void incre(void)
{
int avar=1;
static int svar=1;
avar++;

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svar++;
printf("\n\n Automatic variable value : %d",avar);
printf("\t Static variable value : %d",svar);
}
Output :
Automatic variable value : 2 Static variable value : 2
Automatic variable value : 2 Static variable value : 3
Automatic variable value : 2 Static variable value : 4

register - Storage Class :


Register is used to define local variables that should be stored in a register instead of RAM. This
means that the variable has a maximum size equal to the register size (usually one word) and cant
have the unary '&' operator applied to it (as it does not have a memory location). If the value is
not assigned to the variable of type register the default value is garbage value.
Syntax :
register [data_type] [variable_name];
Example :
register int a;
When the calculations are done in CPU, the value of variables are transferred from main memory
to CPU. Calculations are done and the final result is sent back to main memory. This leads to
slowing down of processes. Register variables occur in CPU and value of that register variable is
stored in a register within that CPU. Thus, it increases the resultant speed of operations. There is
no waste of time, getting variables from memory and sending it to back again.It is not applicable
for arrays, structures or pointers.It cannot be used with static or external storage class.
Program :
/* Program to demonstrate register storage class.*/
#include <stdio.h>
#include <conio.h>
void main()
{
register int i=10;
clrscr();
{
register int i=20;
printf("\n\t %d",i);
}
printf("\n\n\t %d",i);
getch();
}
Output :
20
10

Passing Array In Function


In C programming, a single array element or an entire array can be passed to a function. Also,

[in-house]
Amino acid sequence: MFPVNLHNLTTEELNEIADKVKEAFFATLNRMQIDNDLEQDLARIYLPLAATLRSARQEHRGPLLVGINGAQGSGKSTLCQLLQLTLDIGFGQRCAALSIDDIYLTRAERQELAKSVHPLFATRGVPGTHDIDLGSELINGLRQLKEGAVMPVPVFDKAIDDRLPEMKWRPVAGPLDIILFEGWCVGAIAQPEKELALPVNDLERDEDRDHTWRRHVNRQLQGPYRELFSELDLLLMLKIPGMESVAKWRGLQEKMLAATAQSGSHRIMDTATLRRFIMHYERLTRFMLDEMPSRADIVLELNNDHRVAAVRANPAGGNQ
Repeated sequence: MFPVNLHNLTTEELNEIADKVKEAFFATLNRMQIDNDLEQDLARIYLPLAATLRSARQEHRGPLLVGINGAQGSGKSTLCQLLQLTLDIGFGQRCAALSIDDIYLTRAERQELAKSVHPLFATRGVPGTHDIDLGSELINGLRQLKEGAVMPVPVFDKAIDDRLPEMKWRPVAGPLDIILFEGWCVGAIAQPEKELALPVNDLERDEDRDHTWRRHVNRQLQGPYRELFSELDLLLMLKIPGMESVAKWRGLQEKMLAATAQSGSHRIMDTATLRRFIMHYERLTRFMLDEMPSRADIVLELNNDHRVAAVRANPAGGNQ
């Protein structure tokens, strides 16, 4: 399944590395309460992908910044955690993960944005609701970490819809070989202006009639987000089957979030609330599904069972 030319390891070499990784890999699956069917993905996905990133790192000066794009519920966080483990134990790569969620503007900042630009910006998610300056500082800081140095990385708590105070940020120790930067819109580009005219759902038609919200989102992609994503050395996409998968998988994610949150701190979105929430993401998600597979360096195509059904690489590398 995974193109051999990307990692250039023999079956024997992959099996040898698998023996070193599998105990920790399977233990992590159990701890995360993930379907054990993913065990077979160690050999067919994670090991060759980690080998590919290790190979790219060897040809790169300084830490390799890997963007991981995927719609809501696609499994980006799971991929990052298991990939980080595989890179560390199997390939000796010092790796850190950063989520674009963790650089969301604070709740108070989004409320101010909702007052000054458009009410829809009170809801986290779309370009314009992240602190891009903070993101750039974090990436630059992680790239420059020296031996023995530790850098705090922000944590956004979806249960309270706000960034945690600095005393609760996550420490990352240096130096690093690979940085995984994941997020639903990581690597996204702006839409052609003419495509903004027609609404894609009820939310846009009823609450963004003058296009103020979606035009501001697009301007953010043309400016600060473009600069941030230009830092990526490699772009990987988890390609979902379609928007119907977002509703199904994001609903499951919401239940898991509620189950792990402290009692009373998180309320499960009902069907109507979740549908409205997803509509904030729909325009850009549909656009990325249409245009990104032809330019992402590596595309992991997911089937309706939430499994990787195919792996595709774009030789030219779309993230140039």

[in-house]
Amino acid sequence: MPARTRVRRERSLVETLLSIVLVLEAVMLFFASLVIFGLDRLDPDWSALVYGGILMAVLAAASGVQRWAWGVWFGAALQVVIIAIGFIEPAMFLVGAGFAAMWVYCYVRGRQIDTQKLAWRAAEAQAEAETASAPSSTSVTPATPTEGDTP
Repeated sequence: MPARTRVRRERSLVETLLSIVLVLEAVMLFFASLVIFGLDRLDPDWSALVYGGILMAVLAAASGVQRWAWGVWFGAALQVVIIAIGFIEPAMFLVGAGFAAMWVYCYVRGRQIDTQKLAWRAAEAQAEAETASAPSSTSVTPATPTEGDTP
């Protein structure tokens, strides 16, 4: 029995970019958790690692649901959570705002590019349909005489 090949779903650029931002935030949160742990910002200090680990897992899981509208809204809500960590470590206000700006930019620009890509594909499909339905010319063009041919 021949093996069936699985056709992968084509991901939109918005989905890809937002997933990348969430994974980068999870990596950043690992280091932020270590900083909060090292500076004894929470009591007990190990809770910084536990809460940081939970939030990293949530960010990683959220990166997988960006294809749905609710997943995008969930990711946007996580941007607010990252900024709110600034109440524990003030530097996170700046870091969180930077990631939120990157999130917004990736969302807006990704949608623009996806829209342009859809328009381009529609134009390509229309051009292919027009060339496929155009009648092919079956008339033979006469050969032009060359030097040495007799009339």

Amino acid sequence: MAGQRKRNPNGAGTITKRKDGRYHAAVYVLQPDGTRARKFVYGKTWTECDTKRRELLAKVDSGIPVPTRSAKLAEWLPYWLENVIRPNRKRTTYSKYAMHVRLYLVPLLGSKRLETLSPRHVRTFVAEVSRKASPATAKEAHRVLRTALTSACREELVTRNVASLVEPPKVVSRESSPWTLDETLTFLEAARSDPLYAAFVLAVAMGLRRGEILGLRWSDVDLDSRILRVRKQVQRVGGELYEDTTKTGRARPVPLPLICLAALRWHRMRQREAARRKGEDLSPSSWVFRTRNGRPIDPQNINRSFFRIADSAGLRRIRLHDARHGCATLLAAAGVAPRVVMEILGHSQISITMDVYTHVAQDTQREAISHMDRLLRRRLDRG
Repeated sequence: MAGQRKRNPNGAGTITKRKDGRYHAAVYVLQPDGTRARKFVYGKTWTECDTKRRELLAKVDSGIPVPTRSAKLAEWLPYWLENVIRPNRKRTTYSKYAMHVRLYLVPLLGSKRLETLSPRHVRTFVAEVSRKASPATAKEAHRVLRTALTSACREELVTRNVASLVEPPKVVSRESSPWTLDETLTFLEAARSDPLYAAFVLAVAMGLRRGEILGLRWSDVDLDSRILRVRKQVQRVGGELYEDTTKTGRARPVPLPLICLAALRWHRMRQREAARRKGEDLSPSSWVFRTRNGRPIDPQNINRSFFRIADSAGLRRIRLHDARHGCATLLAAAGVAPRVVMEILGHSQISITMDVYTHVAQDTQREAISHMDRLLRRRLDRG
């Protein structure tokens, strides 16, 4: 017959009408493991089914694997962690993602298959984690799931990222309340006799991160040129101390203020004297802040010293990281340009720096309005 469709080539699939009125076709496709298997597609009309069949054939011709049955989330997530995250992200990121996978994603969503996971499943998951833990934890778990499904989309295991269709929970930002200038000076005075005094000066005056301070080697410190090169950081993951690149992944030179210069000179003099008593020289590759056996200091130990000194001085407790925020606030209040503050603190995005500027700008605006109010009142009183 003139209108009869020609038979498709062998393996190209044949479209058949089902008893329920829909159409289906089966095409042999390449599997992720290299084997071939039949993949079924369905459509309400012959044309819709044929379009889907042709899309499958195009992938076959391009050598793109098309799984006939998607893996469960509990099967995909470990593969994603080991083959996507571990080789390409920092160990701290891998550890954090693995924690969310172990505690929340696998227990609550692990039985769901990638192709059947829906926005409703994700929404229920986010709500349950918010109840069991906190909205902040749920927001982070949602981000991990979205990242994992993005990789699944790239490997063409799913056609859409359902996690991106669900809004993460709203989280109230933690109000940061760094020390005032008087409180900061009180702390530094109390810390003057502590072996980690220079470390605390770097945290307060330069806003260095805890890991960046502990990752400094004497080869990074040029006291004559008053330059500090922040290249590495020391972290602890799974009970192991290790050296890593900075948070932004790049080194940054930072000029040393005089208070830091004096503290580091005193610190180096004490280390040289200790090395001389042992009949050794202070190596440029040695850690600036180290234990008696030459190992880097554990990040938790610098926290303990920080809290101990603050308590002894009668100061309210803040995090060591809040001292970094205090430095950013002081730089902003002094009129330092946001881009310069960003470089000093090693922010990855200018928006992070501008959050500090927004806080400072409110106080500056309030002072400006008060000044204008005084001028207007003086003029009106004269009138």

both one-dimensional and multi-dimensional array can be passed to function as argument.
Passing One-dimensional Array In Function
C program to pass a single element of an array to function

#include <stdio.h>
void display(int a)
{

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printf("%d",a);
}
int main(){
int c[]={2,3,4};
display(c[2]); //Passing array element c[2] only.
return 0;
}
Output
4
Single element of an array can be passed in similar manner as passing variable to a function.

Passing entire one-dimensional array to a function


While passing arrays to the argument, the name of the array is passed as an argument(,i.e,
starting address of memory area is passed as argument).

Write a C program to pass an array containing age of person to a function. This


function should find average age and display the average age in main function.

#include <stdio.h>
float average(float a[]);
int main(){
float avg, c[]={23.4, 55, 22.6, 3, 40.5, 18};
avg=average(c); /* Only name of array is passed as argument. */
printf("Average age=%.2f",avg);
return 0;
}
float average(float a[]){
int i;
float avg, sum=0.0;
for(i=0;i<6;++i){
sum+=a[i];
}
avg =(sum/6);
return avg;
}
Output
Average age=27.08

Passing Two Dimensional Arrays to Function


To pass two-dimensional array to a function as an argument, starting address of memory area
reserved is passed as in one dimensional array
Example to pass two-dimensional arrays to function
#include<stdio.h>
void Function(int c[2][2]);
int main(){
int c[2][2],i,j;
printf("Enter 4 numbers:\n");
for(i=0;i<2;++i)
for(j=0;j<2;++j){
scanf("%d",&c[i][j]);

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}
Function(c); /* passing multi-dimensional array to function */
return 0;
}
void Function(int c[2][2]){
/* Instead to above line, void Function(int c[][2]){ is also valid */
int i,j;
printf("Displaying:\n");
for(i=0;i<2;++i)
for(j=0;j<2;++j)
printf("%d\n",c[i][j]);
}
Output
Enter 4 numbers:
2
3
4
5
Displaying:
2
3
4
5